AIM: Feeding problems are documented in several developmental disabilities. This paper aims to present early results from the implementation of a day-center, multidisciplinary, intensive, behaviorally-based treatment package for feeding problems, delivered to children with developmental disabilities, namely Autism Spectrum Disorder (ASD) and Intellectual Disability (ID).
METHODS: This is a quasi-experimental design study. Both an AB design (measures were administered at pre- and post-treatment times) and a comparison design were used; a follow-up was carried out after one year from the end of the treatment. A total of 18 children, 8 with ASD and 10 with ID, were included in the study. Body weight, count of food types and textures accepted, length of the meal, count of problem behaviour topographies, count of individuals with proper chewing and BAMBI-18 scores were the measures chosen to check the effectiveness of the treatment.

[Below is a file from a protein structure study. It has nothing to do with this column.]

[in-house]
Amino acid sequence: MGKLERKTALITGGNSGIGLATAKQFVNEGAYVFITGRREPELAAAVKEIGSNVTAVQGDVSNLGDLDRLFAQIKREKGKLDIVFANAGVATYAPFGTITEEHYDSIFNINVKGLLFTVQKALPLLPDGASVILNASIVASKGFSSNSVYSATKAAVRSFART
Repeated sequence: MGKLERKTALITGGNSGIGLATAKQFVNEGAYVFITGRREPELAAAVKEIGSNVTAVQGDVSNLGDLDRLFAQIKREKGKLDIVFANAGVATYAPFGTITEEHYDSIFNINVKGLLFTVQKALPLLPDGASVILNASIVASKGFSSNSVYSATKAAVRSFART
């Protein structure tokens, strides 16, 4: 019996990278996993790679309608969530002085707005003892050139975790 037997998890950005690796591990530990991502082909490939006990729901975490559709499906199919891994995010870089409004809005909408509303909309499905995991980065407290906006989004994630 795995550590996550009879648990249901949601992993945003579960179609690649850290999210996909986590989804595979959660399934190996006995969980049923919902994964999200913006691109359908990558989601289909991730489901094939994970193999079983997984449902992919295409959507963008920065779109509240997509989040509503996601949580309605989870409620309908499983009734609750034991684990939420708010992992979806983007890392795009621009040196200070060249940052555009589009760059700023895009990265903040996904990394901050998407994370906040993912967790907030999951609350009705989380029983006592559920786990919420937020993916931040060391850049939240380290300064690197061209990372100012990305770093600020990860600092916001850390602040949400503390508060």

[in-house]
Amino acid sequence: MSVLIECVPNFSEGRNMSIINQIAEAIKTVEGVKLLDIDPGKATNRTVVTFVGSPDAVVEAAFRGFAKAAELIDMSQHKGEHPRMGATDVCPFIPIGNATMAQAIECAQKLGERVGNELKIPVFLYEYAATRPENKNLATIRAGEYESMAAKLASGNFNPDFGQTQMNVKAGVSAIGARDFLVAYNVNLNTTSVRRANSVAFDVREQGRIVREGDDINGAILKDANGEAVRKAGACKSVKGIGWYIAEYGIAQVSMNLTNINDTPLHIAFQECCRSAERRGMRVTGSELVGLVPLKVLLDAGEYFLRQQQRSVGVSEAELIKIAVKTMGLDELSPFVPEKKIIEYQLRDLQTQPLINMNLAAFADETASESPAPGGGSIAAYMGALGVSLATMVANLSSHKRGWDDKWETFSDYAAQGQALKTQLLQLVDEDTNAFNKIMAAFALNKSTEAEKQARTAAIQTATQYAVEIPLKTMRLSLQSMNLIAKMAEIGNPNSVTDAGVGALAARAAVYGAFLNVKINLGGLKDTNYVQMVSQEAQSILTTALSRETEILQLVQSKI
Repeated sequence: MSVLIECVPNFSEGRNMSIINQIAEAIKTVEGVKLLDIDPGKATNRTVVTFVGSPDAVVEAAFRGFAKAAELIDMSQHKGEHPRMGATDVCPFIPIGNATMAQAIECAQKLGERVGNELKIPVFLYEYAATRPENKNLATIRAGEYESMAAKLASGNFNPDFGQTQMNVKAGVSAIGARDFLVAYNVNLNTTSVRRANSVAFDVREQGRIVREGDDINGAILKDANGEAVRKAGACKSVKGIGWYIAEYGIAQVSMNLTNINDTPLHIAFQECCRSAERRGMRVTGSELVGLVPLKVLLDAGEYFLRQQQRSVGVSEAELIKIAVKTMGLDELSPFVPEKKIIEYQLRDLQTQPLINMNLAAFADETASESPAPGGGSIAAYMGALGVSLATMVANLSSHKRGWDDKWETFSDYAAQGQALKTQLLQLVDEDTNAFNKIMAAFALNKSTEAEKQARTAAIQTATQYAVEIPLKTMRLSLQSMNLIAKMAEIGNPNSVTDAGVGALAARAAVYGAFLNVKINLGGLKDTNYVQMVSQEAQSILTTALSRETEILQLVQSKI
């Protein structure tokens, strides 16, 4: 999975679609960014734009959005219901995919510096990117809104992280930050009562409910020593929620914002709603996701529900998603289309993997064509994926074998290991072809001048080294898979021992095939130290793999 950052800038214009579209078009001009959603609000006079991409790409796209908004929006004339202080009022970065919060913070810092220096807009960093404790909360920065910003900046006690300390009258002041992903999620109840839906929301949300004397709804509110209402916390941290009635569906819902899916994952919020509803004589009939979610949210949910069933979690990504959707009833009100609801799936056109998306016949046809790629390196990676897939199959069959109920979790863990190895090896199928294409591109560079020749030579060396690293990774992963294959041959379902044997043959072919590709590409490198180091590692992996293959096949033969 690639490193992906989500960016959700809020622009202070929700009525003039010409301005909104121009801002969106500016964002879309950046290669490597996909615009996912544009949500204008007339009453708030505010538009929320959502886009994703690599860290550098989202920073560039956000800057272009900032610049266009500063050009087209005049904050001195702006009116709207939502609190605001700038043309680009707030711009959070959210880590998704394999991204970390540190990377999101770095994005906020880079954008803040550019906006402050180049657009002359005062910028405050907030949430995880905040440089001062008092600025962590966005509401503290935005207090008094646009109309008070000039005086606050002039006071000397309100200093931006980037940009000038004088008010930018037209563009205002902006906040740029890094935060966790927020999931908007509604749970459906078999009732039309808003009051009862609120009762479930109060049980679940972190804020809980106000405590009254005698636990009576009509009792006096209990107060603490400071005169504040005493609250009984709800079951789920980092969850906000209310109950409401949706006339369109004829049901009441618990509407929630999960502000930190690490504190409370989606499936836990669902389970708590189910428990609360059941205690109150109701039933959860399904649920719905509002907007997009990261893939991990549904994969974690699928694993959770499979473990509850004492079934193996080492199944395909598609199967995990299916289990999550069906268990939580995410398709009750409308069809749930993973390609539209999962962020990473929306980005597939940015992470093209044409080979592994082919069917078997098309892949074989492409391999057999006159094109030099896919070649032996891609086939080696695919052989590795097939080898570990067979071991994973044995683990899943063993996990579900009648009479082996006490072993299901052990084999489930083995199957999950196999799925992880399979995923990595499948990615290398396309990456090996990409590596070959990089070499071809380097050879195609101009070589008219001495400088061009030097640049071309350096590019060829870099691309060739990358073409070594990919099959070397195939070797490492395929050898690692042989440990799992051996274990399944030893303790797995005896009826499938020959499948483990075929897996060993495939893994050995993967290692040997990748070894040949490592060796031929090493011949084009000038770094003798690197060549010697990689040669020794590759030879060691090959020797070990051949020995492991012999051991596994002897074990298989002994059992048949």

RESULTS: Statistically significant differences between pre-, post-treatment and follow-up were found, with decreased problem behavior during meals and increased body weight, effective chewing and food variety (type and texture).
CONCLUSIONS: Despite its relatively short duration, this treatment package appeared to be effective in improving behaviors at mealtime in both children with ASD and ID; if confirmed by future studies, the program could represent an interesting model for treating feeding problems in children with special needs, because it is implemented in a day service (with lower costs compared to residential or hospital services), takes advantage from family co-therapy, and can be integrated in a global psychoeducational program.